To lose the battle in order to win
Updated: Feb 11
A woman suffering from anxiety comes to a therapist. He asks her about her symptoms and gives her a diagnosis: panic disorder. He tells her to go home and google it, as the methods to reduce the symptoms of panic are well-known and well-described.
She goes home, googles it, reads about the ways to reduce panic. Only to feel much worse. That night, she gets a panic attack and cannot sleep. It becomes the beginning of her sleep disorder.
The content of our mind is, for the most part, not under our direct control. We feel the way we feel. Most of our attempts to purposely modify a particular feeling we are having in the present moment will fail. Or they will work short term, but the feeling will inevitably come back. Furthermore, exercises to reduce anxiety may not even work as a short-term relief, depending on the degree of symptoms.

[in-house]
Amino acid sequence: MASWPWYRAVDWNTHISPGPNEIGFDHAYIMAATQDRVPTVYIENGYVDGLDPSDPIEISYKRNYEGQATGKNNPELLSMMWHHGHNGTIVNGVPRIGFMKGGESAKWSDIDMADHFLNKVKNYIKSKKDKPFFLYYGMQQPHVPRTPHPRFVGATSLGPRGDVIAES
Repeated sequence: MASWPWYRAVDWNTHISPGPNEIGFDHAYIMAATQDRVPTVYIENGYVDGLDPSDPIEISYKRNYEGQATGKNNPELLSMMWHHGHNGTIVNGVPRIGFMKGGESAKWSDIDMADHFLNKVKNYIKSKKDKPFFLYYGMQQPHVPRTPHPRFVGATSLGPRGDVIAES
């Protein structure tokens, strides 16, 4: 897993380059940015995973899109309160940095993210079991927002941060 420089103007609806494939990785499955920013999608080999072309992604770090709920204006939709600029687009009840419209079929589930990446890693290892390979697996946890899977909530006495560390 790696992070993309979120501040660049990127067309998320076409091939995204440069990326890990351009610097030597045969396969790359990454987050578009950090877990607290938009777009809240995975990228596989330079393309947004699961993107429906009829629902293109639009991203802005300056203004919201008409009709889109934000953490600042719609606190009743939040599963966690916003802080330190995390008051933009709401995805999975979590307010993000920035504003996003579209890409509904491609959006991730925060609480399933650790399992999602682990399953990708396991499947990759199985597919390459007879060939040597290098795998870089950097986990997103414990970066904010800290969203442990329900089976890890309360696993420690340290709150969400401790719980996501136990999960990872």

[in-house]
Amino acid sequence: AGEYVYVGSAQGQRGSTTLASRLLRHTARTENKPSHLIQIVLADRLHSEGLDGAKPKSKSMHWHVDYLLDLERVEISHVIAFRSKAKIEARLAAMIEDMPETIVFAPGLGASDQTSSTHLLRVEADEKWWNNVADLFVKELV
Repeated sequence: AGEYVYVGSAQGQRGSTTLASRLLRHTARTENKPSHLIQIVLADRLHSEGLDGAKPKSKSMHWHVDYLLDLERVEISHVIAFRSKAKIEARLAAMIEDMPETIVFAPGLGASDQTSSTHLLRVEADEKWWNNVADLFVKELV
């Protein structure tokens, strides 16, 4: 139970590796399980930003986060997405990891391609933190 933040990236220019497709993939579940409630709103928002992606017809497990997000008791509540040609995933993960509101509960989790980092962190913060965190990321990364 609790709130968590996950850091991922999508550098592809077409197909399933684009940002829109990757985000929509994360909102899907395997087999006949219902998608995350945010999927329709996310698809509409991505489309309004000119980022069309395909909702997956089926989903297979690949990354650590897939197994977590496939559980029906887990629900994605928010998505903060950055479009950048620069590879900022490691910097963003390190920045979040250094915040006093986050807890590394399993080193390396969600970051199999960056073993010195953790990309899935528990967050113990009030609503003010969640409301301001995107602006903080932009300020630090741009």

The therapist gave the woman hope that she can be in control of her anxiety at all times, if she finds the right tools. When she tried to purposefully reduce her anxiety and the methods did not bring the expected long-term relief, she only got more reasons to worry. She became anxious about the anxiety itself and her inability to "do something about it". This feeling of powerlessness added an extra layer of suffering, and her symptoms span out of control.
Paradoxically, as soon as we make unpleasant feelings an enemy, as soon as it becomes our first priority to fight them, we often feel worse. The first step to recovery is therefore not better weapons against the problem. It is surrendering. Giving up the battle. Accepting the discomfort and allowing things to be exactly as they are right now.